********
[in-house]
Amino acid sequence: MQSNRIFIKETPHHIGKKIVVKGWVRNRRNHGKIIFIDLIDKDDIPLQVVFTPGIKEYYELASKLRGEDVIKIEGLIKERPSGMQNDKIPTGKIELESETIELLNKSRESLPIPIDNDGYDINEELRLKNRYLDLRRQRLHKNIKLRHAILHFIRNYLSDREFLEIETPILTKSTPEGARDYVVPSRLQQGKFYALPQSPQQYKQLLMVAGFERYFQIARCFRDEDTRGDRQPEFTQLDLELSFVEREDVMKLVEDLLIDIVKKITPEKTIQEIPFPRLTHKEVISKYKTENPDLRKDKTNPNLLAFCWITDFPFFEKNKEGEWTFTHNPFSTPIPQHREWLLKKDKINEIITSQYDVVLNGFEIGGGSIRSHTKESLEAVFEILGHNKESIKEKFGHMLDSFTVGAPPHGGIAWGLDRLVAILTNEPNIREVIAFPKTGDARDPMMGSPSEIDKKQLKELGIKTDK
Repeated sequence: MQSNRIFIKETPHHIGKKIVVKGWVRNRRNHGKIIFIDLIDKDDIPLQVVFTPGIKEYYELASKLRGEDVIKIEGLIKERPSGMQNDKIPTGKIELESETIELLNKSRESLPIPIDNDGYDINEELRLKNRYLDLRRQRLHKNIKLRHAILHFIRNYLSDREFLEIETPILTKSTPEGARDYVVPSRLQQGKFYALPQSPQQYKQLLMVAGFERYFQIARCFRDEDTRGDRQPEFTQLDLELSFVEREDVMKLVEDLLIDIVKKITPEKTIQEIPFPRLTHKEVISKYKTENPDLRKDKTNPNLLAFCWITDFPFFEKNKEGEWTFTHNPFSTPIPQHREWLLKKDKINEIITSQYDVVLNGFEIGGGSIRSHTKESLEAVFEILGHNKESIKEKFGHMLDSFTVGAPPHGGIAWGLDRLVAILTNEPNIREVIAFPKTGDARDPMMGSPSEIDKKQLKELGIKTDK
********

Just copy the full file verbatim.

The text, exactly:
[in-house]
Amino acid sequence: MQSNRIFIKETPHHIGKKIVVKGWVRNRRNHGKIIFIDLIDKDDIPLQVVFTPGIKEYYELASKLRGEDVIKIEGLIKERPSGMQNDKIPTGKIELESETIELLNKSRESLPIPIDNDGYDINEELRLKNRYLDLRRQRLHKNIKLRHAILHFIRNYLSDREFLEIETPILTKSTPEGARDYVVPSRLQQGKFYALPQSPQQYKQLLMVAGFERYFQIARCFRDEDTRGDRQPEFTQLDLELSFVEREDVMKLVEDLLIDIVKKITPEKTIQEIPFPRLTHKEVISKYKTENPDLRKDKTNPNLLAFCWITDFPFFEKNKEGEWTFTHNPFSTPIPQHREWLLKKDKINEIITSQYDVVLNGFEIGGGSIRSHTKESLEAVFEILGHNKESIKEKFGHMLDSFTVGAPPHGGIAWGLDRLVAILTNEPNIREVIAFPKTGDARDPMMGSPSEIDKKQLKELGIKTDK
Repeated sequence: MQSNRIFIKETPHHIGKKIVVKGWVRNRRNHGKIIFIDLIDKDDIPLQVVFTPGIKEYYELASKLRGEDVIKIEGLIKERPSGMQNDKIPTGKIELESETIELLNKSRESLPIPIDNDGYDINEELRLKNRYLDLRRQRLHKNIKLRHAILHFIRNYLSDREFLEIETPILTKSTPEGARDYVVPSRLQQGKFYALPQSPQQYKQLLMVAGFERYFQIARCFRDEDTRGDRQPEFTQLDLELSFVEREDVMKLVEDLLIDIVKKITPEKTIQEIPFPRLTHKEVISKYKTENPDLRKDKTNPNLLAFCWITDFPFFEKNKEGEWTFTHNPFSTPIPQHREWLLKKDKINEIITSQYDVVLNGFEIGGGSIRSHTKESLEAVFEILGHNKESIKEKFGHMLDSFTVGAPPHGGIAWGLDRLVAILTNEPNIREVIAFPKTGDARDPMMGSPSEIDKKQLKELGIKTDK